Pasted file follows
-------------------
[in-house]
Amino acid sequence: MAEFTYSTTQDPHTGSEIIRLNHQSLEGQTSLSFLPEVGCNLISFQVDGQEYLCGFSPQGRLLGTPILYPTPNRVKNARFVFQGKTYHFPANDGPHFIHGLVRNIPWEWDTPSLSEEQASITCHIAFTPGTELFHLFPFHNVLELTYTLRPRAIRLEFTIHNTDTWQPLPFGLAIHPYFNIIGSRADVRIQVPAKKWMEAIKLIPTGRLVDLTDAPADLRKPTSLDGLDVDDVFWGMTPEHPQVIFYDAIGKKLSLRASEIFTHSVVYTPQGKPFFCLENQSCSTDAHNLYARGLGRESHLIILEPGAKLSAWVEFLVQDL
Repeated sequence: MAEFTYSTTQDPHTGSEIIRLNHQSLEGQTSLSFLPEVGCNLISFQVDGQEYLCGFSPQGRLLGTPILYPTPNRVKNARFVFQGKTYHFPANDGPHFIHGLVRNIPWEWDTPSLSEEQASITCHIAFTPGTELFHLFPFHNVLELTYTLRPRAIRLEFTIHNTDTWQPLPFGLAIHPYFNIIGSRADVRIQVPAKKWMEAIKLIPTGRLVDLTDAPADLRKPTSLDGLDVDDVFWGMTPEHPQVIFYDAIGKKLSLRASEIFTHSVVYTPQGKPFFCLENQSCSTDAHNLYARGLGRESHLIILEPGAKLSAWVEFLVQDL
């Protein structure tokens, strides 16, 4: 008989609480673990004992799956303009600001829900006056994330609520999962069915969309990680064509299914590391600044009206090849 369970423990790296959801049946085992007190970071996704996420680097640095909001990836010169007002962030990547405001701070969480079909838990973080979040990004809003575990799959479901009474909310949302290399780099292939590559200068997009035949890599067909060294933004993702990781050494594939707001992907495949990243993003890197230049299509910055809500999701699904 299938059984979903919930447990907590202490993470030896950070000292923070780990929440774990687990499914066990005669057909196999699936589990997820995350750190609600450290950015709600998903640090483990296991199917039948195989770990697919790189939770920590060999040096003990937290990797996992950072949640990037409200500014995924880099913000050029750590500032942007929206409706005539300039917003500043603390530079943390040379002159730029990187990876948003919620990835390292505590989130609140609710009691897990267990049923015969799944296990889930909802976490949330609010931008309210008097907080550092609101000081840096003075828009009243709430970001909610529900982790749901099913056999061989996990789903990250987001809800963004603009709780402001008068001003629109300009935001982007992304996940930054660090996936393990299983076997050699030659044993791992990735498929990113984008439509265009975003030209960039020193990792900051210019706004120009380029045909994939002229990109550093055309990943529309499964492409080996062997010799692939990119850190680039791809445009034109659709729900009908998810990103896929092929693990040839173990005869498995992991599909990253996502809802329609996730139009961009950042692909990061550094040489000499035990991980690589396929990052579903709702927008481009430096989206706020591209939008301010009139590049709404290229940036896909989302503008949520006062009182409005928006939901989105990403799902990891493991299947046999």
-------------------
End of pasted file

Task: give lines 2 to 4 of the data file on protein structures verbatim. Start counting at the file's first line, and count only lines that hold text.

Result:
Amino acid sequence: MAEFTYSTTQDPHTGSEIIRLNHQSLEGQTSLSFLPEVGCNLISFQVDGQEYLCGFSPQGRLLGTPILYPTPNRVKNARFVFQGKTYHFPANDGPHFIHGLVRNIPWEWDTPSLSEEQASITCHIAFTPGTELFHLFPFHNVLELTYTLRPRAIRLEFTIHNTDTWQPLPFGLAIHPYFNIIGSRADVRIQVPAKKWMEAIKLIPTGRLVDLTDAPADLRKPTSLDGLDVDDVFWGMTPEHPQVIFYDAIGKKLSLRASEIFTHSVVYTPQGKPFFCLENQSCSTDAHNLYARGLGRESHLIILEPGAKLSAWVEFLVQDL
Repeated sequence: MAEFTYSTTQDPHTGSEIIRLNHQSLEGQTSLSFLPEVGCNLISFQVDGQEYLCGFSPQGRLLGTPILYPTPNRVKNARFVFQGKTYHFPANDGPHFIHGLVRNIPWEWDTPSLSEEQASITCHIAFTPGTELFHLFPFHNVLELTYTLRPRAIRLEFTIHNTDTWQPLPFGLAIHPYFNIIGSRADVRIQVPAKKWMEAIKLIPTGRLVDLTDAPADLRKPTSLDGLDVDDVFWGMTPEHPQVIFYDAIGKKLSLRASEIFTHSVVYTPQGKPFFCLENQSCSTDAHNLYARGLGRESHLIILEPGAKLSAWVEFLVQDL
């Protein structure tokens, strides 16, 4: 008989609480673990004992799956303009600001829900006056994330609520999962069915969309990680064509299914590391600044009206090849 369970423990790296959801049946085992007190970071996704996420680097640095909001990836010169007002962030990547405001701070969480079909838990973080979040990004809003575990799959479901009474909310949302290399780099292939590559200068997009035949890599067909060294933004993702990781050494594939707001992907495949990243993003890197230049299509910055809500999701699904 299938059984979903919930447990907590202490993470030896950070000292923070780990929440774990687990499914066990005669057909196999699936589990997820995350750190609600450290950015709600998903640090483990296991199917039948195989770990697919790189939770920590060999040096003990937290990797996992950072949640990037409200500014995924880099913000050029750590500032942007929206409706005539300039917003500043603390530079943390040379002159730029990187990876948003919620990835390292505590989130609140609710009691897990267990049923015969799944296990889930909802976490949330609010931008309210008097907080550092609101000081840096003075828009009243709430970001909610529900982790749901099913056999061989996990789903990250987001809800963004603009709780402001008068001003629109300009935001982007992304996940930054660090996936393990299983076997050699030659044993791992990735498929990113984008439509265009975003030209960039020193990792900051210019706004120009380029045909994939002229990109550093055309990943529309499964492409080996062997010799692939990119850190680039791809445009034109659709729900009908998810990103896929092929693990040839173990005869498995992991599909990253996502809802329609996730139009961009950042692909990061550094040489000499035990991980690589396929990052579903709702927008481009430096989206706020591209939008301010009139590049709404290229940036896909989302503008949520006062009182409005928006939901989105990403799902990891493991299947046999």